There is no time pressure because most of the issues of Basel III have been implemented and long been decided.
    Comment ()
  • The U.K. economy remains on solid footing despite the uncertainty following the Brexit vote. That's according to the latest survey from business lobby group the British Chambers of Commerce.
     
    It finds that both the UK services and manufacturing sectors are growing at a steady rate, but that inflationary risks could threaten this momentum.
     
    Adam Marshall, Director General, British Chambers of Commerce joins us live:
     
    Most of our businesses long before Brexit said the medium term was what they were worried about more than the short term. Our warnings remain more medium term warning.
    Comment ()
  • Here are your top headlines at this hour:
     
    • Trump talks down the dollar and sends it to a five-month low against the yen - The President says the currency is "too strong" and tells the Fed to keep rates low.  
    • Russia uses its veto power to prevent the UN security council from condemning the chemical attack in Syria, as Donald Trump says relations with Moscow may have hit an all-time low. 
    • Turkey gets ready to vote in a referendum on Sunday that could hand increased powers to President Erdogan, as the latest polls show 'yes' is slightly ahead. . 
    • Akzo under attack! Activist investor Elliott Advisors threatens to sue the Dutch paintmaker, as it seeks to oust the company's chairman, who opposes a takeover by PPG. 
       
     
     
    Comment ()
  • Germany's consumer prices, harmonised to compare with other European countries, rose by 0.1 percent in March from the previous month and jumped by 1.5 percent from the previous year, the Federal Statistics Office confirmed on Thursday.

    The March reading marked the first slowdown in annual inflation in nearly a year. In February it rose to the highest level since August 2012 and it was the first time since September 2012 that it surpassed the European Central Bank's stability target of just under 2 percent for the euro zone.
    Comment ()
  • The dollar has dropped after President Trump said America's currency was getting "too strong", with the greenback skidding to a five month low against the yen. In an interview with the Wall Street Journal, the President said he preferred the Federal Reserve to keep interest rates low, while leaving open the possibility of renominating Fed Chair Janet Yellen once her term comes to an end next year. 
     
     
     
    Comment ()
  • The dollar fell on Wednesday after President Donald Trump criticized its recent strength, but analysts expect the greenback to bounce back soon.

    Trump said the currency was "getting too strong" in an interview with The Wall Street Journal.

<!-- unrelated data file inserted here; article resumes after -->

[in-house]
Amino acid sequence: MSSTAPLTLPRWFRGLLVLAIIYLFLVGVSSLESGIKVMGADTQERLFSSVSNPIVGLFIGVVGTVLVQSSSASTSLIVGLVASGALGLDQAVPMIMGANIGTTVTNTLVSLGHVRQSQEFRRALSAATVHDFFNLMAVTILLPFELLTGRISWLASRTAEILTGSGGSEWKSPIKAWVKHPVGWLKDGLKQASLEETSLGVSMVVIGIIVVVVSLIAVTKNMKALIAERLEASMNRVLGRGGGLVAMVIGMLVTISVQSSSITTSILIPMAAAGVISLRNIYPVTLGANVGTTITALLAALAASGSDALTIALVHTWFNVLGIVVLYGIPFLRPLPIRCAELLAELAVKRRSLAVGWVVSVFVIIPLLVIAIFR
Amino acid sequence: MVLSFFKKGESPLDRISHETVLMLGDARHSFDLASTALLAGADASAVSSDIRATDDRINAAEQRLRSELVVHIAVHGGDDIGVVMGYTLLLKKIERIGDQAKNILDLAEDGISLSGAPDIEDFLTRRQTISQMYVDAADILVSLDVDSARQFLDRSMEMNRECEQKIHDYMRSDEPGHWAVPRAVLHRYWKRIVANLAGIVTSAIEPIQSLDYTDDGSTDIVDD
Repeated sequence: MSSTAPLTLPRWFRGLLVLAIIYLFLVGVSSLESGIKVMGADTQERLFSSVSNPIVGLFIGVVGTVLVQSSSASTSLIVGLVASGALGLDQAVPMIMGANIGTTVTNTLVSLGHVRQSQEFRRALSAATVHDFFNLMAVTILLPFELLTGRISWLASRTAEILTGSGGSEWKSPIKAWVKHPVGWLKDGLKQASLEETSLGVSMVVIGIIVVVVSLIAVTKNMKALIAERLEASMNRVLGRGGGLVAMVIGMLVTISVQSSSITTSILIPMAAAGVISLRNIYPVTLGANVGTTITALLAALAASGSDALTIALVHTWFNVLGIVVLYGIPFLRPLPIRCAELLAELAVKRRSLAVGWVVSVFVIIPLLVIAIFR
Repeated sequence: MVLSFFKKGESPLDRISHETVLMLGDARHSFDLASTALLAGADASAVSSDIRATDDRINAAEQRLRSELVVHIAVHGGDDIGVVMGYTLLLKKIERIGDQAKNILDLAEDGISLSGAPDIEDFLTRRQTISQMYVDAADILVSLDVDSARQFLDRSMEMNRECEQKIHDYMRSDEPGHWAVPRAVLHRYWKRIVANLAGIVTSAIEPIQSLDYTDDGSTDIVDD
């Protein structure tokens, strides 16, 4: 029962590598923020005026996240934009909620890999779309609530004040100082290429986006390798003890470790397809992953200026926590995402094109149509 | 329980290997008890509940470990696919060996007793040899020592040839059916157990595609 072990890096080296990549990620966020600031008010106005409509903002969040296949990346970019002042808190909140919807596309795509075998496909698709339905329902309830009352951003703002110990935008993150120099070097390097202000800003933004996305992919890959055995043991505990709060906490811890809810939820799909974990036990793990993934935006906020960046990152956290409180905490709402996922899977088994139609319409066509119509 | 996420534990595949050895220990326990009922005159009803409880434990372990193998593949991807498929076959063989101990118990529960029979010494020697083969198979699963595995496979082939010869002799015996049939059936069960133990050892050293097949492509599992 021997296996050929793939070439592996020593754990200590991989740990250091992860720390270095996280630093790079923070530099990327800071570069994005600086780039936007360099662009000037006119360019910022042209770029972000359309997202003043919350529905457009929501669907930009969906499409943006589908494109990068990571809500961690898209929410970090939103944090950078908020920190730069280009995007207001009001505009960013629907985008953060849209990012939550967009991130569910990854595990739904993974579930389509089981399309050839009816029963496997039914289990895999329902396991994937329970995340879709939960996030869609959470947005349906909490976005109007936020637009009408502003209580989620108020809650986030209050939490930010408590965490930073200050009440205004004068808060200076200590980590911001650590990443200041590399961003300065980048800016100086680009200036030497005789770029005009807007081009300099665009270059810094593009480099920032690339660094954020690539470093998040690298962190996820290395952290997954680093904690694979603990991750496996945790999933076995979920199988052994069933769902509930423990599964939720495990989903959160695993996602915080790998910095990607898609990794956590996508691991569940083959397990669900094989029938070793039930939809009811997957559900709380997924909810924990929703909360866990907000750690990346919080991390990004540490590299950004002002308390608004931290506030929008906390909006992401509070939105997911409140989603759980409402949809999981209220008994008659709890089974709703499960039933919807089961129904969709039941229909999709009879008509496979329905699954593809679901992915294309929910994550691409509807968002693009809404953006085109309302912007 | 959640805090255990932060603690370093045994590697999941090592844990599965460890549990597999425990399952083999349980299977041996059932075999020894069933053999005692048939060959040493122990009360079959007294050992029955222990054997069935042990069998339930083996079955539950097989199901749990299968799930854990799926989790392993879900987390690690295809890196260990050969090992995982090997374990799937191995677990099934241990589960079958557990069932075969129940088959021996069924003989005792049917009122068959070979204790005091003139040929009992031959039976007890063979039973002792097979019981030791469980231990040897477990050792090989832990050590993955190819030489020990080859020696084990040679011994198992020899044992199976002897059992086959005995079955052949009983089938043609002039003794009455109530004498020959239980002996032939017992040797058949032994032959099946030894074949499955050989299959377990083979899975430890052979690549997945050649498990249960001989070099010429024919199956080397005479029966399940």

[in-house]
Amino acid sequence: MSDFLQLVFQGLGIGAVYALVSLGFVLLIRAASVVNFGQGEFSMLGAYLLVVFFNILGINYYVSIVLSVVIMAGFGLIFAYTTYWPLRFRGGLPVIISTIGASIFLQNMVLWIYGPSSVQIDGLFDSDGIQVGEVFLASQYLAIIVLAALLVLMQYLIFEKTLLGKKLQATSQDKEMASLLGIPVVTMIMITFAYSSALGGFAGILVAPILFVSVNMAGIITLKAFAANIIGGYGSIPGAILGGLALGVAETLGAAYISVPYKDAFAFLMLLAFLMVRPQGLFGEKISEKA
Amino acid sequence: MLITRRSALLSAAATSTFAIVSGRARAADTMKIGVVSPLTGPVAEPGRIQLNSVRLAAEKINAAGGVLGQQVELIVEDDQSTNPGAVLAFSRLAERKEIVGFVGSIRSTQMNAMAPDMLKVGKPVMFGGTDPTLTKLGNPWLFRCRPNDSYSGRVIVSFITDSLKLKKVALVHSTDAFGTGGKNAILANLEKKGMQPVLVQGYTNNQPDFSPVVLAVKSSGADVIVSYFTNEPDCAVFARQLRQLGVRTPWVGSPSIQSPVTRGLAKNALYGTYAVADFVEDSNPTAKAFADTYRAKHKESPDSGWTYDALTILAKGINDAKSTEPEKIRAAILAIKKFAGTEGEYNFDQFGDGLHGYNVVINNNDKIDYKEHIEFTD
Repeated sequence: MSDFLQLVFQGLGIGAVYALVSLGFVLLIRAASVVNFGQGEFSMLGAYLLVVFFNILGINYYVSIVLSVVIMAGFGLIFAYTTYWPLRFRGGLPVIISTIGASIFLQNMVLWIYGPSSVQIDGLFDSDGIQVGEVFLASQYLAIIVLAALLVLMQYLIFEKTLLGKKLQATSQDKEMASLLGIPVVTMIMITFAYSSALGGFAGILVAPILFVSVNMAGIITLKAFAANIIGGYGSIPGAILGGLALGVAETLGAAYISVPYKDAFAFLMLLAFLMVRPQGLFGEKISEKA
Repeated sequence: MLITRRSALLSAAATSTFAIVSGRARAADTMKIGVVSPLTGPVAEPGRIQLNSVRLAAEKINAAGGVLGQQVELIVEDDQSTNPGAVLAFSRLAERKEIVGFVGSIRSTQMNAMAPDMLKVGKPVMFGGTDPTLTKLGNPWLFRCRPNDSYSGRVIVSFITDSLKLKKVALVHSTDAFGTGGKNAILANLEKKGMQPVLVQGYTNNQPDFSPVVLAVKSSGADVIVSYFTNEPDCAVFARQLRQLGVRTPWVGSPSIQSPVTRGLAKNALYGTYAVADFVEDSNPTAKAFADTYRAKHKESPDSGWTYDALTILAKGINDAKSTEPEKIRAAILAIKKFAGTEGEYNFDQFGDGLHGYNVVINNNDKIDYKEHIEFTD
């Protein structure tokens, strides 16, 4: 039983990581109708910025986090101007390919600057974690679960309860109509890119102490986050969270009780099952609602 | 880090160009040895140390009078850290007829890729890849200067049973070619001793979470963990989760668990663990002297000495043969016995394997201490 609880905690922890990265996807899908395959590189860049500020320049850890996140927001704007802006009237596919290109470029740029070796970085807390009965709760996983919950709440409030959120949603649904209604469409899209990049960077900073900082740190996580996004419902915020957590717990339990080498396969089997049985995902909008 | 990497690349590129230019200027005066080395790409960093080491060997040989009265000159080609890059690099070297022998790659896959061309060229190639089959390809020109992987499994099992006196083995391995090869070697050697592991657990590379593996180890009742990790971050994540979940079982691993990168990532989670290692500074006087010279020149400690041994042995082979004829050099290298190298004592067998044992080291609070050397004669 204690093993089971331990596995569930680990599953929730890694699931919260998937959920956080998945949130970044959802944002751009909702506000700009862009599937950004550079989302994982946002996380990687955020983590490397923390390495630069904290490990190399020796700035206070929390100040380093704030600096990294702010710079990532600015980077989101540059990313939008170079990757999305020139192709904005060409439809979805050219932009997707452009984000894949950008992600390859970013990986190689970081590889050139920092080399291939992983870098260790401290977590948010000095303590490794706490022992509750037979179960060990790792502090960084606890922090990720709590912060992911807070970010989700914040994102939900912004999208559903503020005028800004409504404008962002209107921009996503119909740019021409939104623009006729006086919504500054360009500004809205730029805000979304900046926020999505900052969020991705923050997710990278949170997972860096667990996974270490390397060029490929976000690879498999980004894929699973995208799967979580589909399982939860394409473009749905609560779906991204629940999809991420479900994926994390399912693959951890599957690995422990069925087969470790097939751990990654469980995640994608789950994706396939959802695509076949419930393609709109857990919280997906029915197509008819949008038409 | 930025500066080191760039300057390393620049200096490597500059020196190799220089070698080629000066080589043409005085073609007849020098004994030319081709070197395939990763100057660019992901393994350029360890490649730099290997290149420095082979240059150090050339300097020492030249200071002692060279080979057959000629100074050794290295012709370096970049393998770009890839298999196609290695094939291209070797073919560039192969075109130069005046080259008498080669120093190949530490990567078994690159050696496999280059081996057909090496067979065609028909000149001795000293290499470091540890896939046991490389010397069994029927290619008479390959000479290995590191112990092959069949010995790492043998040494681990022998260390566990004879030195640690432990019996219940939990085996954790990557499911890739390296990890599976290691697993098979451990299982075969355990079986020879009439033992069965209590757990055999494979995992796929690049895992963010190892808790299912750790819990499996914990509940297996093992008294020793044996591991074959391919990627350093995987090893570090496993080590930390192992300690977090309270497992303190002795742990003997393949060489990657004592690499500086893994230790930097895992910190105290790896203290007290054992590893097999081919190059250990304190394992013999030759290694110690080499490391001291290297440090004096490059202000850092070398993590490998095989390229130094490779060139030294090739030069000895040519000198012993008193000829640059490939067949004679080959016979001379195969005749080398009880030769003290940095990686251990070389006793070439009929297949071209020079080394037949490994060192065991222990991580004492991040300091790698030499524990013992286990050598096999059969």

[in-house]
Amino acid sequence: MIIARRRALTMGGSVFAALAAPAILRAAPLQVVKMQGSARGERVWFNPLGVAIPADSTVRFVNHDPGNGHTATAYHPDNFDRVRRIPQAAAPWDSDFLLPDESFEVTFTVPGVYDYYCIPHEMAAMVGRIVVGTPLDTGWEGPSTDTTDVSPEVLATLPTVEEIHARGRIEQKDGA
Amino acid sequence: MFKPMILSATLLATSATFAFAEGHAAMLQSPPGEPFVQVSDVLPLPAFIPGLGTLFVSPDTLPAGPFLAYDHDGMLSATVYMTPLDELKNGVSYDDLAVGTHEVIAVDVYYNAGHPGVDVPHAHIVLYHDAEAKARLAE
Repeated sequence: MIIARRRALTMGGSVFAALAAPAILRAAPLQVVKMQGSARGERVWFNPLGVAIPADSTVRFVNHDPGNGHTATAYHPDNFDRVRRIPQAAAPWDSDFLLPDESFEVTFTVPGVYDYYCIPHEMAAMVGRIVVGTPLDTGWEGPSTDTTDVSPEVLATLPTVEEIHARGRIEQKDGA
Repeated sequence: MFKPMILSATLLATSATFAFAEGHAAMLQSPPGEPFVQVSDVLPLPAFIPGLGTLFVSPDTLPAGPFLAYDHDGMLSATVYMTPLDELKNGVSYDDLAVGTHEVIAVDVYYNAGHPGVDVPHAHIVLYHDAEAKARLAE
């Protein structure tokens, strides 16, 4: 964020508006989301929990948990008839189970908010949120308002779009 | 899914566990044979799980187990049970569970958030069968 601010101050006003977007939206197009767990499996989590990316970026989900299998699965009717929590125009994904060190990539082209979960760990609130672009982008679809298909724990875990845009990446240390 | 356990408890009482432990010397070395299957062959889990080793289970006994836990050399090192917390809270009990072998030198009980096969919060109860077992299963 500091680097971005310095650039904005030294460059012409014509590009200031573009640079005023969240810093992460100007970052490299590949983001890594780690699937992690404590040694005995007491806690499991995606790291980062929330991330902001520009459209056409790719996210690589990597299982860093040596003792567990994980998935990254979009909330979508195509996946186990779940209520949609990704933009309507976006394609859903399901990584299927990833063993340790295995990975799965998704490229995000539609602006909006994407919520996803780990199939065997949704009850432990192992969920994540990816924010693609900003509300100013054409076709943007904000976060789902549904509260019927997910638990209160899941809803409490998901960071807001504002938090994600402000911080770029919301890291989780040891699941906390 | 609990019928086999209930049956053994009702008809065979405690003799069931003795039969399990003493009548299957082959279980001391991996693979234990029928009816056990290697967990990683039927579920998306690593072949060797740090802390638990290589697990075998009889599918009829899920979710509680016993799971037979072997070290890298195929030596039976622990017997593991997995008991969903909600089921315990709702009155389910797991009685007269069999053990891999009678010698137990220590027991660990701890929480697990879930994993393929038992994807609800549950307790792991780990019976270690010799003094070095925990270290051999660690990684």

I think our dollar is getting too strong, and partially that's my fault because people have confidence in me. But that's hurting—that will hurt ultimately, Trump told the paper.
    In the wake of the comments, the dollar index, which measures the greenback against a basket of currencies, fell as low as 100.01 in early Asia trade on Thursday, from levels above 101 earlier in the week.

    The dollar also tumbled against the safe-haven yen, fetching as little as 108.70 yen in early Asia trade Thursday, the lowest since November, down from levels above 111 yen earlier in the week.

    But analysts said the dollar weakness was temporary.

    Jim Rickards, editor of Strategic Intelligence and the author of "Currency Wars, told CNBC's "The Rundown" on Thursday that the dollar's knee-jerk drop wouldn't last long.
    Comment ()
  • European bourses are expected to open lower as investors digest U.S. President Donald Trump's comments that he would prefer the Federal Reserve to keep interest rates low and suggested the dollar is too strong.
     
     
    Comment ()
  • Germany's 10-year government bond yields hits lowest since early January. Meanwhile, Dutch 10-year government bonds hit five-month low.
    Comment ()
  • Here are your top headlines at this hour:
     
    • Trump talks down the dollar and sends it to a five-month low against the yen - The President says the currency is "too strong" and tells the Fed to keep rates low.  
    • Russia uses its veto power to prevent the UN security council from condemning the chemical attack in Syria, as Donald Trump says relations with Moscow may have hit an all-time low. 
    • Akzo under attack! Activist investor Elliott Advisors threatens to sue the Dutch paintmaker, as it seeks to oust the company's chairman, who opposes a takeover by PPG.